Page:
About two years ago, I ran across a wonderful book by Robert A. Bang, The New York, Westchester & Boston Railway Company: 1906-1946, which I liked so much I made it the subject of my first Traction Action column. Now, the same team that created the original volume has come back with another book, Forgotten Railroads Through Westchester County, which expands their expertise to new topics, both large and small.
Like the original, Forgotten Railroads is a quality, 8.5 by 11-inch, well-produced book with hundreds of quality photographs. This time, Robert A. Bang was joined by John E. Frank, George W. Kowanski, and Otto M. Vondrak, who not only wrote one of the chapters, but art directed the whole volume.
You don’t have to love New York City to love its railroads, and this volume shows why. Topics include detailed coverage of large-scale topics like the New Haven Railroad’s main line electrification from New York City to Cedar Hill freight yard in New Haven, Conn., as well as short mileage (and short-lived) operations like the New York Central’s Getty Square branch to Yonkers, N.Y.
Although I was brought up along the New Haven Railroad, the chapter on its electrification covered new ground for me, with dozens of interesting construction photographs. I hadn’t realized the scale of the four-track (and sometimes larger) structures that often dwarfed the scale of the men working on them, as well as the trains passing beneath.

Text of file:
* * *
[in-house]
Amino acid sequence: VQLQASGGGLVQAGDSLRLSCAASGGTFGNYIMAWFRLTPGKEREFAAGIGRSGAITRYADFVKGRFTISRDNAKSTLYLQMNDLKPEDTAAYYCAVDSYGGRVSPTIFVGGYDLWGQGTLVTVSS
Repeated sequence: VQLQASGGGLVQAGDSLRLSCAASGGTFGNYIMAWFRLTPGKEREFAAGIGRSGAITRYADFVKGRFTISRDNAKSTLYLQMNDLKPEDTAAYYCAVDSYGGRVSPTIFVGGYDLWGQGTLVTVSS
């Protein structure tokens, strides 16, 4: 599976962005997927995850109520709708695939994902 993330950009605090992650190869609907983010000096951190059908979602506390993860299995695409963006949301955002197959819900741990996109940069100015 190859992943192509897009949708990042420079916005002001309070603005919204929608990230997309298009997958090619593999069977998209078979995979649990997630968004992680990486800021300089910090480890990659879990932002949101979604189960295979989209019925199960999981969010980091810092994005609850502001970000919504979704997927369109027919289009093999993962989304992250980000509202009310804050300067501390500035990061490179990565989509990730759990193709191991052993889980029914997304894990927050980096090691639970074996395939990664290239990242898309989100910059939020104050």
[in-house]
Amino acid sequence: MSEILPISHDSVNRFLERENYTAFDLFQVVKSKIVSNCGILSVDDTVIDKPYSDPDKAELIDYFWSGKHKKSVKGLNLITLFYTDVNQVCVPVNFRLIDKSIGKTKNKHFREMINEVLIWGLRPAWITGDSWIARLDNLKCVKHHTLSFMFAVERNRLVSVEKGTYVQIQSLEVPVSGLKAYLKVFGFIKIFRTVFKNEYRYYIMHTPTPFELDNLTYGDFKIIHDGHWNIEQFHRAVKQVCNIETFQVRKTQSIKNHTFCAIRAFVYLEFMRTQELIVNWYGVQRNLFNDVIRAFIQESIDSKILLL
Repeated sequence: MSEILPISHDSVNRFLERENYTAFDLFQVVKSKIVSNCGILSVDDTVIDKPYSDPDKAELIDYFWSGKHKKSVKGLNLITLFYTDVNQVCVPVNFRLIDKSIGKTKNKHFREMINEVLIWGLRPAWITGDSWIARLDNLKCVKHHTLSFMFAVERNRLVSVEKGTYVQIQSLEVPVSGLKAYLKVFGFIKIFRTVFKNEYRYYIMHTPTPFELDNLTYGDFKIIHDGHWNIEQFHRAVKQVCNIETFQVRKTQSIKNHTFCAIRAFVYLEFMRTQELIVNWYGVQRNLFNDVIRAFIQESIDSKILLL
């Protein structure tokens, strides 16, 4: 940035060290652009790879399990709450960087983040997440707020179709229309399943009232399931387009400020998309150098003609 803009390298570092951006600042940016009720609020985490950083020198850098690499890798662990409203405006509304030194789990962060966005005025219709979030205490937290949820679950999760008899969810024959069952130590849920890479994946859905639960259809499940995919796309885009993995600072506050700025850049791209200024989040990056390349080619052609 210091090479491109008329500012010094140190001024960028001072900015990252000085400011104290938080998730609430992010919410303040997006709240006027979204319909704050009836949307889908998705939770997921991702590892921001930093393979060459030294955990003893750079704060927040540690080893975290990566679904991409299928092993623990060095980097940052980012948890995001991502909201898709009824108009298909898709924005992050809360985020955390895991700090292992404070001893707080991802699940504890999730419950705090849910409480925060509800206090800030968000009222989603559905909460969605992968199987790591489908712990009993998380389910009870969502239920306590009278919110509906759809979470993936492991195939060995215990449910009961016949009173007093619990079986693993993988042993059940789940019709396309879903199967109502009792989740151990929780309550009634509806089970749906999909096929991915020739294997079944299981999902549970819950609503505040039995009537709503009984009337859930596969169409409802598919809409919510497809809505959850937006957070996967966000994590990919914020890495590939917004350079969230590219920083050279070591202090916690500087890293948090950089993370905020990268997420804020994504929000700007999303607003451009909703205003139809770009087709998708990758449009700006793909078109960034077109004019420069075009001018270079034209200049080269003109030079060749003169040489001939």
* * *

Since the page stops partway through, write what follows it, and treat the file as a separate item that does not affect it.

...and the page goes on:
The chapters on the New York Central’s Putnam Division, as well as the New Haven’s subsidiary New York, Westchester, & Boston, likewise, break new ground. The “Put,” as it was known, was essentially a branch line in the largest metropolitan area of the country, and there are numerous rural views that have not been published before.
Adding to my pleasure were new architectural drawings by Otto Vondrak showing the details of the monumental station station construction of several NYW&B stations. These drawings of large high-volume stations, often placed over the NYW&B’s four-track right of way, will undoubtedly encourage modelers to explore alternative station placement on their traction layouts.
Best of all, the finely-printed, hard-cover, book was printed in the United States—a testament to the author’s “from the heart” coverage of the subject. Great book, highly recommended—especially for traction modelers. I don’t know what type of quantities were printed, but this is one book I wouldn’t want to miss out on.
Order from your favorite hobby shop, or online from from the authors at www.nywbry.com.